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issue COMPILER-DIAGNOSTICS, version 7
- To: firstname.lastname@example.org
- Subject: issue COMPILER-DIAGNOSTICS, version 7
- From: email@example.com (Sandra J Loosemore)
- Date: Fri, 16 Dec 88 13:57:11 MST
Dan and I have been trading messages furiously on this issue for the
past few days, and we think we've finally come up with an acceptable
writeup. The major changes since version 4 are that the NOTICE
condition is now fully specified, and an example has been added.
There have also been some changes to the wording; namely, what used to
be referred to as an "error handler" is now referred to as a
"condition handler" to make it clear that it can intercept all kinds
of conditions, not just errors.
References: CLtL p. 438-439, 62, 69, 160, 161
Condition System, Revision #18
Category: CLARIFICATION, ENHANCEMENT
Edit History: V1, 15 Oct 1988, Sandra Loosemore
V2, 19 Oct 1988, Sandra Loosemore (minor fixes)
V3, 25 Oct 1988, Sandra Loosemore (input from Pitman & Gray)
V4, 01 Nov 1988, Sandra Loosemore (fix typos)
V5, 15 Dec 1988, Dan L. Pierson (new condition types)
V6, 15 Dec 1988, Sandra Loosemore (additions, fix wording)
V7, 16 Dec 1988, Dan L. Pierson (minor cleanup)
It is unclear whether various diagnostics issued by the compiler are
supposed to be true errors and warnings, or merely messages.
In some implementations, COMPILE-FILE handles even serious error
situations (such as syntax errors) by printing a message and then
trying to recover and continue compiling the rest of the file, rather
than by signalling an error. While this user interface style is just
as acceptable as invoking the debugger, it means that a normal return
from COMPILE-FILE does not necessarily imply that the file was
Many compilers issue warnings about programming style issues (such as
binding a variable that is never used but not declared IGNORE).
Sometimes these messages obscure warnings about more serious problems,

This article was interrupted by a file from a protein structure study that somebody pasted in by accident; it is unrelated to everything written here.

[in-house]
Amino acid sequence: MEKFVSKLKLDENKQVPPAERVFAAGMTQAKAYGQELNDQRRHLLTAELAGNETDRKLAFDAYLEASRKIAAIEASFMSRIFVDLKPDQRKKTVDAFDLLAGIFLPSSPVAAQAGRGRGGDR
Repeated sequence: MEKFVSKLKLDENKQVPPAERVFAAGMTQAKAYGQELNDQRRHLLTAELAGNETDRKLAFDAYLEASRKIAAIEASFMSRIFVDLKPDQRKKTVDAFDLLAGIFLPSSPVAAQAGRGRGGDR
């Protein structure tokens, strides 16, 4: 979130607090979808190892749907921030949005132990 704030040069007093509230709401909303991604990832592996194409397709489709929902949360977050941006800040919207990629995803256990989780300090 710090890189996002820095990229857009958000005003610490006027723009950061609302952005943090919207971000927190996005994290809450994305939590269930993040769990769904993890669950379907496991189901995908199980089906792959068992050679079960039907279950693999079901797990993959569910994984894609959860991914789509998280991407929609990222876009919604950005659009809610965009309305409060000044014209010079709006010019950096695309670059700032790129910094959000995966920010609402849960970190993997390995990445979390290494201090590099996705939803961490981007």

and there should be some way to differentiate between the two. For
example, it should be possible to suppress the style warnings.
Also, neither CLtL nor issue RETURN-VALUES-UNSPECIFIED states what the
return value from COMPILE-FILE should be.
(1) Add the following to the language:
The notice type is a subtype of CONDITION, disjoint from
WARNING, SEVERE-CONDITION, and SIMPLE-CONDITION. All types of
notices should inherit from this type.
Conditions signalled by NOTICE when given a format string as a
first argument are of this type. This is a subtype of NOTICE,
and in implementations supporting multiple inheritance, this
type will also be a subtype of SIMPLE-CONDITION. The init
keywords :FORMAT-STRING and :FORMAT-ARGUMENTS are supported to
initialize the slots, which can be accessed using
SIMPLE-CONDITION-FORMAT-STRING and SIMPLE-CONDITION-FORMAT-ARGUMENTS.
This is a subtype of NOTICE.
NOTICE datum &rest arguments [Function]
This function signals a condition of type NOTICE. The arguments
are interpreted similarly to those for the function WARN; if the
"datum" is a string, then a condition of type SIMPLE-NOTICE will
While the NOTICE is being signalled, this function establishes
the MUFFLE-NOTICE restart for use by a handler to cause the NOTICE
function to return immediately without further action. If no
handlers for the notice condition are found, or if all such
handlers decline, then the condition will be reported to
The value returned by NOTICE is NIL.
This function transfers control to the restart named MUFFLE-NOTICE.
If no such restart exists, MUFFLE-NOTICE signals an error of type
(2) Clarify that ERROR, WARNING, and ALERT conditions may be signalled
within COMPILE or COMPILE-FILE, including arbitrary errors which may
occur due to compile-time processing of (EVAL-WHEN (COMPILE) ...)
forms or macro expansion.
Considering only those conditions signalled -by- the compiler (as
opposed to -within- the compiler),
(a) Conditions of type ERROR may be signalled by the compiler in
situations where the compilation cannot proceed without
file open errors
(b) Conditions of type WARNING may be signalled by the compiler in
situations where the standard explicitly states that a warning must,
should, or may be signalled; and where the compiler can determine
that a situation that "is an error" would result at runtime.
violation of type declarations